I have three boys too and my oldest was killed Aug. 7, 2014. I have been in bed all day sobbing because the pain is so severe. Why is year three as difficult as the year it happened? I saw your sweet little boy and cried all the more. I am so sad for us, all of us who have lost our sweet children. Please be kind and nurturing to yourself and kiss your boys. Take care.
Miranda Parker says
November 8th is my brother’s birthday. He would be 42. He was 22 when he died… on November 15th, 1997. 20 years this year. In 2 more years he’ll have been gone longer than he was here. I’m a sister, but I count the days too.
You’re not crazy.
Sending loving thoughts your way. <3
Deb Baltenberger says
My heart breaks for you and understand every bit of what you wrote.
On November 8th 2017 at exactly 3:45 pm I will be in my bedroom, I will look at the north facing wall, waiting for the sunbeam to come in and rest on the place where Melanie Ann was laying in the cradle (27 years ago).
Every year I take the 8th off from work. I spend the day remembering how wonderful a day it was… 27 years ago. I remember, coming into the bedroom (at 3:45 PM) and, as I looked at her sleeping in her cradle, saying aloud to myself (not knowing what would happen a mere 4 days, 12 hours and 2 minutes later) “She’s such a beautiful angel”.
She lived exactly 6 days, 21 hours and 44 minutes. When Kimberly was born 14 months later… making it to 6 days, 21 hours, and 45 minutes was monumental. Each minute, each day has been such a gift. Kim turns 26 on January 19th. Melanie would turn 27 on November 6. The 8th is the day we brought her home from the hospital and I take THAT day to remember the gift of her life.
You’re not the least bit crazy. You are loved and you have loved, and you continue to love.
Lois Schmidt says
I can identify with all the mothers that lost their babies, and yes they are your babies, no matter the age, I have lost four,two boys and two girls,I’m old now,and I don’t want to discourage any one of you, but the pain never goes away, in my case it is Jesus that gets me through, cause with out Him, it’s very hard, He assures me I will see them again, so that’s my hope, the holes are there, but,time does lesson the pain, I will be praying for all mommas out there, that’s been where I’ve been, May God give you His peace. Lois Schmidt
I lost my son 13 years and 6 mos ago. He was 12years and 6 mos old. May is the month he died in and November is the month he was born in. I always dread November, as my birthday is 11/11, and my sons birthday is 11/12. To this very day, the hardest part is
The world moving forward while my heart stands still. I hate that the world keeps going on May 19, and on November 12, while I continue to grieve.
Praying for you and your family
Blue Ridge, TX
Carrie Field says
Yes Jill, I worked out the exact days my child lived (14 months) and then worked out how many hours I was at work and subtracted that and could see how many hours I spent with her. I absolutely get you with the days crossing over when we start to outlive the time they were with us. I don’t think we are the only ones and I think this certainly pertains to younger children dying – it seems so mean to be robbed so soon. WHY oh Why – http://www.inmemoryof.com Juliette Wright – driveway accident. xxxxx I will be thinking of you on Wednesday 8th November dear Jill hugs xx
Kelly Anderson says
Yesterday was my son’s 31st birthday. He died 619 days before that. I stayed home from work – I can’t work on his birthday or the anniversary of his passing. I spent most of the day with memories and thoughts of him, lots of it through tears that flowed as much as the day he died. I am blessed that he had lots of wonderful friends and I have wonderful friends who remember his birthday and send me messages, call me, visit me. Last night we had a cross-country and international toast for him at 8PM my time! It was such a good feeling to know so many were thinking of him and sending him love at the same time! I also read your post, Jill, and all of the comments from mom’s who know. I just couldn’t respond yesterday. It is always so comforting, but also sad, to hear from others who share this pain. No matter how you express it, we all understand exactly what you’re saying. I miss my sweet buddy every minute of every day. That will never change. I look for signs of his presence everywhere – feathers, cardinals, pennies – and I know that sounds crazy too. But we all find our own way of dealing with the loss and holding them close in our hearts. You are not crazy. None of us are crazy. We are just Mom’s trying to stitch together our broken hearts any way we can. Peace and blessings to all!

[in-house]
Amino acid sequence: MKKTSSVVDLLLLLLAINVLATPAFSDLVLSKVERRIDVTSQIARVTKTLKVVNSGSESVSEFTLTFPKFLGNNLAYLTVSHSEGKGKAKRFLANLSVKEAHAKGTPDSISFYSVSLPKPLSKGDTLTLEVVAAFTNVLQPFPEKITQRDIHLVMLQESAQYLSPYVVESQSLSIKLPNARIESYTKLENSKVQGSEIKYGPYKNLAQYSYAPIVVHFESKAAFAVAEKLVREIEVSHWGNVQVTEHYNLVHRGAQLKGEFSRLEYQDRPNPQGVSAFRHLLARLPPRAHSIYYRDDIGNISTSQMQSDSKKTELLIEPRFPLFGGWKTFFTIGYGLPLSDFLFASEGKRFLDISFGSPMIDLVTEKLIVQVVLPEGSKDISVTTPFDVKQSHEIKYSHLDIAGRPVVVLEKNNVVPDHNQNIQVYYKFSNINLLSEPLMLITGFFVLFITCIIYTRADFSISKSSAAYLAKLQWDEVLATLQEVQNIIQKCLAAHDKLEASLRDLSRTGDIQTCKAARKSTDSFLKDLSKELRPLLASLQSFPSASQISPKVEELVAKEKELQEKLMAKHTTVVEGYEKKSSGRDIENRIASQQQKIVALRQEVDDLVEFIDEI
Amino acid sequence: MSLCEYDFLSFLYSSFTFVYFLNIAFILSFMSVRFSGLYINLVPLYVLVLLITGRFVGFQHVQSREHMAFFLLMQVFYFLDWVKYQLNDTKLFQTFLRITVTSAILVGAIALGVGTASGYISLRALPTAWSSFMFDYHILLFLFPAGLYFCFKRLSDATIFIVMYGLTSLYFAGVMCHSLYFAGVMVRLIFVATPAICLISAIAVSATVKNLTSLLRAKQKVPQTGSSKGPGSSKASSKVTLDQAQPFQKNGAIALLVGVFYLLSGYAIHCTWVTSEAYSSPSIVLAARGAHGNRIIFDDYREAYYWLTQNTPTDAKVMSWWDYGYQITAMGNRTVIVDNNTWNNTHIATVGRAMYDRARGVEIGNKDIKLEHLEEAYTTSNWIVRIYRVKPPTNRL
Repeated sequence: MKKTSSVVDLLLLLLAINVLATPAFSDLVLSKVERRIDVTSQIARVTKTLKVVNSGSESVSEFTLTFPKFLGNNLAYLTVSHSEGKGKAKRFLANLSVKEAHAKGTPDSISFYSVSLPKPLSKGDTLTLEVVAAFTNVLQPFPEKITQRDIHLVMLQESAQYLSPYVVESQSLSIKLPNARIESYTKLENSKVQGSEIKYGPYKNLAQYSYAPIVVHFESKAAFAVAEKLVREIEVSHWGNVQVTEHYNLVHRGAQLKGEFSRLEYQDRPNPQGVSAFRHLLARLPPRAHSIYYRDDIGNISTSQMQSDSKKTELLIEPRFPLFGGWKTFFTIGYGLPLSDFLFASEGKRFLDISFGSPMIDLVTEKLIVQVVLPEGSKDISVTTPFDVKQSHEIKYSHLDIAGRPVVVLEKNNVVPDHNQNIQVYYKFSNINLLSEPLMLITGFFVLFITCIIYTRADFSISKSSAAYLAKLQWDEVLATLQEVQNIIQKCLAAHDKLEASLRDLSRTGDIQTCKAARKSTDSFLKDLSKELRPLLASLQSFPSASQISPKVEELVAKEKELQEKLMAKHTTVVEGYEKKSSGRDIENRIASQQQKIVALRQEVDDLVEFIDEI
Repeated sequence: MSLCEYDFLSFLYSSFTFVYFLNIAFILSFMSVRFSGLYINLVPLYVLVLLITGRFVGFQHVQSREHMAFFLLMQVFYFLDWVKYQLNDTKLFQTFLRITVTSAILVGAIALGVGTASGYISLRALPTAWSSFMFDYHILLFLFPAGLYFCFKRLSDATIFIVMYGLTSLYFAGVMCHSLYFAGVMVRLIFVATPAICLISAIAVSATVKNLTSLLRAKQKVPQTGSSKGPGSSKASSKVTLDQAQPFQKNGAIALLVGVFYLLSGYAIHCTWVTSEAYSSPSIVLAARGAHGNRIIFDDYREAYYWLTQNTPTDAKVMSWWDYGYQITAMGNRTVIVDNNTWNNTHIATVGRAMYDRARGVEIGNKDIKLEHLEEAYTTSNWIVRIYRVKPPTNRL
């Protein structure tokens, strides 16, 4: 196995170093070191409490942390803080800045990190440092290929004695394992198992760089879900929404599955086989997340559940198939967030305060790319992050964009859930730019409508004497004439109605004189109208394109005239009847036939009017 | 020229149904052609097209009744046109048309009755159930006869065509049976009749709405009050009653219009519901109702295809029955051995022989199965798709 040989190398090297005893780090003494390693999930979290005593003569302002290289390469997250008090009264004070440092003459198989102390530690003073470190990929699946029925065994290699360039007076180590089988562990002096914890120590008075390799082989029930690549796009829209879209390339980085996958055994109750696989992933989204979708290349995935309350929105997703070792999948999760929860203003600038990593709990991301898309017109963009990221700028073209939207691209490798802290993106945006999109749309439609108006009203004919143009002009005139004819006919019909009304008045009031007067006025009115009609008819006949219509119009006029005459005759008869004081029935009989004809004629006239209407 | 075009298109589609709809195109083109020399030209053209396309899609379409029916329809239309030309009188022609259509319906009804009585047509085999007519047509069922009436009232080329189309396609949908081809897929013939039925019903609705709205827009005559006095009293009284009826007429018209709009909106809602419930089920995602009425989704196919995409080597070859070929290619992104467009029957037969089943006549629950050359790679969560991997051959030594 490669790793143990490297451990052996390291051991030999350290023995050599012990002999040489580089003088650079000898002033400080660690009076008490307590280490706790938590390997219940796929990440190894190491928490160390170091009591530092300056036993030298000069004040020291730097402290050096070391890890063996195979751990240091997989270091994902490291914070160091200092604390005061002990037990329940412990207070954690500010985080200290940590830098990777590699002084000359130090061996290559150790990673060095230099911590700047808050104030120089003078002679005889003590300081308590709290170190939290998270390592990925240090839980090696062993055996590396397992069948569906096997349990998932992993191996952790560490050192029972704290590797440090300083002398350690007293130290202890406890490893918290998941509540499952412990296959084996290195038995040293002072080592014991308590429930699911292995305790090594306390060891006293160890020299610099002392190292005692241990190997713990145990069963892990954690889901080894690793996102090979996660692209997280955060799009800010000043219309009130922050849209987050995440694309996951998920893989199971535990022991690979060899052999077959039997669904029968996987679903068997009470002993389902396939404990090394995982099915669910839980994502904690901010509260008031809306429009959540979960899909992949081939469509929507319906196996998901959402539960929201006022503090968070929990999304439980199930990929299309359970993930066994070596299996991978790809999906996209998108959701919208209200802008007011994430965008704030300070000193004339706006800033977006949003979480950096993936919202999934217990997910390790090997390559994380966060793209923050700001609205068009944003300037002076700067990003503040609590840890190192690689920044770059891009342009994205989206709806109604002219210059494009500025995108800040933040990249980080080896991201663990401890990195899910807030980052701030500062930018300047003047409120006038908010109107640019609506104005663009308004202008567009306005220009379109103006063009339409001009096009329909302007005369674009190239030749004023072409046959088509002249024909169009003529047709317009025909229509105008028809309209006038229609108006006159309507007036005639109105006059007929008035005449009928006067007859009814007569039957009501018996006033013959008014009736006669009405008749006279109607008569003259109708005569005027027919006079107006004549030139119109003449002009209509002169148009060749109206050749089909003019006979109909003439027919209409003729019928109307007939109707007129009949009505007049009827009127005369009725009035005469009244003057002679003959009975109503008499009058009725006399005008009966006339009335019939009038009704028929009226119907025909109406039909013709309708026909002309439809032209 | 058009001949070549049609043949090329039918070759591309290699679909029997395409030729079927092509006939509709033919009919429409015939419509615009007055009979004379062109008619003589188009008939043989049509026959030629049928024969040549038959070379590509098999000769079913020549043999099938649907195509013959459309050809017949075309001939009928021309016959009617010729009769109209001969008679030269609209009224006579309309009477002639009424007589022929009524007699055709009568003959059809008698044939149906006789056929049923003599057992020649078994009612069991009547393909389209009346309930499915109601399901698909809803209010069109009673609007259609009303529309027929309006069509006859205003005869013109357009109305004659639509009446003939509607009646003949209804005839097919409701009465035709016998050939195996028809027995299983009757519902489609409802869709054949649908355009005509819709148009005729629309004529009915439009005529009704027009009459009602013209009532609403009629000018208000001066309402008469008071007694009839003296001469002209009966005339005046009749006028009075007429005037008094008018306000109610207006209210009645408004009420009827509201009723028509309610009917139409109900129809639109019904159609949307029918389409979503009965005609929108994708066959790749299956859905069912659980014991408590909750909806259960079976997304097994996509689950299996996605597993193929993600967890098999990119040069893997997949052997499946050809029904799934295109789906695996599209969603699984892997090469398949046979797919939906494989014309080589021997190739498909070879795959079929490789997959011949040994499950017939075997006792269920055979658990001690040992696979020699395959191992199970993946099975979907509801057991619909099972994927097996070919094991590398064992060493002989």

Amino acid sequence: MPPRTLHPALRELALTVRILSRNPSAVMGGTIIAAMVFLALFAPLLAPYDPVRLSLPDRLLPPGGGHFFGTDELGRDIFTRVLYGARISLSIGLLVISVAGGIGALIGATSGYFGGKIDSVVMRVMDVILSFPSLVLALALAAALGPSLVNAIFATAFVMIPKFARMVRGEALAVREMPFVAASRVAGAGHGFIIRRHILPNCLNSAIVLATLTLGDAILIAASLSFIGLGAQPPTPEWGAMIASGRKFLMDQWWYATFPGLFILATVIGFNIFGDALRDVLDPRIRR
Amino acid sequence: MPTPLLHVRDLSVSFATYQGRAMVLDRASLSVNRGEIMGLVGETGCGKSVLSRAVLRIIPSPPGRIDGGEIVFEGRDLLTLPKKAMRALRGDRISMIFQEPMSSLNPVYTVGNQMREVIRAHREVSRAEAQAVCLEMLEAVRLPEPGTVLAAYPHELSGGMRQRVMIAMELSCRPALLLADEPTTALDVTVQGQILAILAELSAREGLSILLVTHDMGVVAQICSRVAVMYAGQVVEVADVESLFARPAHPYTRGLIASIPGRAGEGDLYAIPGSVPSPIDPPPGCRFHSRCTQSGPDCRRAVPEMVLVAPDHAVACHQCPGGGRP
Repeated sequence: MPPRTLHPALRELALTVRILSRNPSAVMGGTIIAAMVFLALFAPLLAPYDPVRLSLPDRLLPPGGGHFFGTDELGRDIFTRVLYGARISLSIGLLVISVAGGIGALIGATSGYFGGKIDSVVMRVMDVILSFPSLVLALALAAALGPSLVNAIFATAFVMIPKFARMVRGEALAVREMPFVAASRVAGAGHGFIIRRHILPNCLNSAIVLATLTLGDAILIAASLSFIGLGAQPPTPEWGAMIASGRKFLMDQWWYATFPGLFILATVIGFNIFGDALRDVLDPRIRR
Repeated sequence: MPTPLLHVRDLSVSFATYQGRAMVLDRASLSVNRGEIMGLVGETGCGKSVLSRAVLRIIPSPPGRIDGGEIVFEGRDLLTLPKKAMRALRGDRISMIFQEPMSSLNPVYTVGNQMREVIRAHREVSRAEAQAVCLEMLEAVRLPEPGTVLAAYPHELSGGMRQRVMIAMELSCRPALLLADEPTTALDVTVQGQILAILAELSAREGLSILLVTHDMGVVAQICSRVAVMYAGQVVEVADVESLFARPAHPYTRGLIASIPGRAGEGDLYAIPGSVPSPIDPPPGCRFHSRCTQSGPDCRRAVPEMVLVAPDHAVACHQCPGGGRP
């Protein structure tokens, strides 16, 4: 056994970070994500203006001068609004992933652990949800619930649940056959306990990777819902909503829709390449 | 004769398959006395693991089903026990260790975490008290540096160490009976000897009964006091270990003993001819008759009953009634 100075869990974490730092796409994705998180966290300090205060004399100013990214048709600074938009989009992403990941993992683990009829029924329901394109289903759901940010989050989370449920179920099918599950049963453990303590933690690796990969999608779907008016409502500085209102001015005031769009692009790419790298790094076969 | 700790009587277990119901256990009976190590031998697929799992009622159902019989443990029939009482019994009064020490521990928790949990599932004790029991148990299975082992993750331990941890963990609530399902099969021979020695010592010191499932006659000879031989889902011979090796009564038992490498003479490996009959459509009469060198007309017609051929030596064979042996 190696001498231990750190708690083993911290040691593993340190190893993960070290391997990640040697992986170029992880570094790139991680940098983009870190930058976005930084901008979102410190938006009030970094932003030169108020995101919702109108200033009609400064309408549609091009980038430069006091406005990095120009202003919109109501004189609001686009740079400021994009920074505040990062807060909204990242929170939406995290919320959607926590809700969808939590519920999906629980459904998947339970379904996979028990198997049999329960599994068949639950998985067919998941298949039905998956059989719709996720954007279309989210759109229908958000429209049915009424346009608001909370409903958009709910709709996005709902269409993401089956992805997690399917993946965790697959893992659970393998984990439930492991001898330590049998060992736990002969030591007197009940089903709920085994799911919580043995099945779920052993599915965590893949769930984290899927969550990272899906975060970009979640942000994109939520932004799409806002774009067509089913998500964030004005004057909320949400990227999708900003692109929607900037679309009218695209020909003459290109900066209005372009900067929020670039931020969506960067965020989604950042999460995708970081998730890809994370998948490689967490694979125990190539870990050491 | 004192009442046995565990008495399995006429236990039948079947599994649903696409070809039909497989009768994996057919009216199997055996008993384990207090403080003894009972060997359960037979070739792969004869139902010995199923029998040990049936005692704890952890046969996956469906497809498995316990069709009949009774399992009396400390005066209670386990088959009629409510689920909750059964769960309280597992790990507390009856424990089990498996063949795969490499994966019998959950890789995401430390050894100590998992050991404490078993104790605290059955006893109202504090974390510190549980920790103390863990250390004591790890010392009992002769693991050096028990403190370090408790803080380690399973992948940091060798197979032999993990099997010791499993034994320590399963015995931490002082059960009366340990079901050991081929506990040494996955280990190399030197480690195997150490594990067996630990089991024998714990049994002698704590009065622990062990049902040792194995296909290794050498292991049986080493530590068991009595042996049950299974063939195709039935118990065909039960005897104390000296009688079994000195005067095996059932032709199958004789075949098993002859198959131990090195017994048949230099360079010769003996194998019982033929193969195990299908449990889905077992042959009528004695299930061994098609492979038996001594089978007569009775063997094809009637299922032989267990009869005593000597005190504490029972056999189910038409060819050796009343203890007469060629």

Today is November 8, 2017… It is now one day more that Wesley has been gone from you since he has been with you. But you know what? … It’s also 2109 days, plus 9 months, that you’ve known Wesley…. And he’s still with you. In your memories as you remember his guitar picking, in the puff of wind that brushes against your cheek like a soft kiss, wafting from the scent of a child’s bubble bath, and a seemingly similar grin that erupts from a strange child that reminds you of your boy. Be at peace and know… he is still with you.
We lost our son on 11/15/17. He was 10 years and 29 days old. He lived for 3,682 days and has been in Heaven for 19 days. There aren’t words to express what we are going through, but you all know so I don’t have to try to find the words. I am so thankful for Angela Miller.
Jennifer Evans says
In March of 2005, Our Joshua was born 9 weeks early and in renal failure. Along with that, he had hyper dysplasia lungs due to the fact that there wasn’t much amniotic fluid because of the renal failure. He lived 2 days shy of 8 months and never left the Hospital. When we chose not to abort him we knew that it was going to be difficult. And that he would have many many medical. And that there was less than a 50% chance that he would live. Knowing this you would think that it would be able to prepare us for what might come. But as you said he was a living breathing part of my heart.
What I found to be so strange is family and friends who were there to support us he was alive Now don’t understand why I still grieve. And why I still have little celebrations of his life on his birthday. I have managed to take my grave and use it for good having an annual blood drive in his memory. I would suggest to anyone to try to find something that you can do to channel your grief as I have done. It does give me a sense of, maybe the word is the satisfaction that his life and loss does have some meaning to it.
Thank you for sharing your story. I’m grieving the loss of my 3year old baby boy. I miss him so much. Even though I have 2 other boys and blessed by god with one on the way. I miss my little josh. My soul is lost I’m not the same my heart breaks
Sandy Smith says
I am so thankful I came across your blog.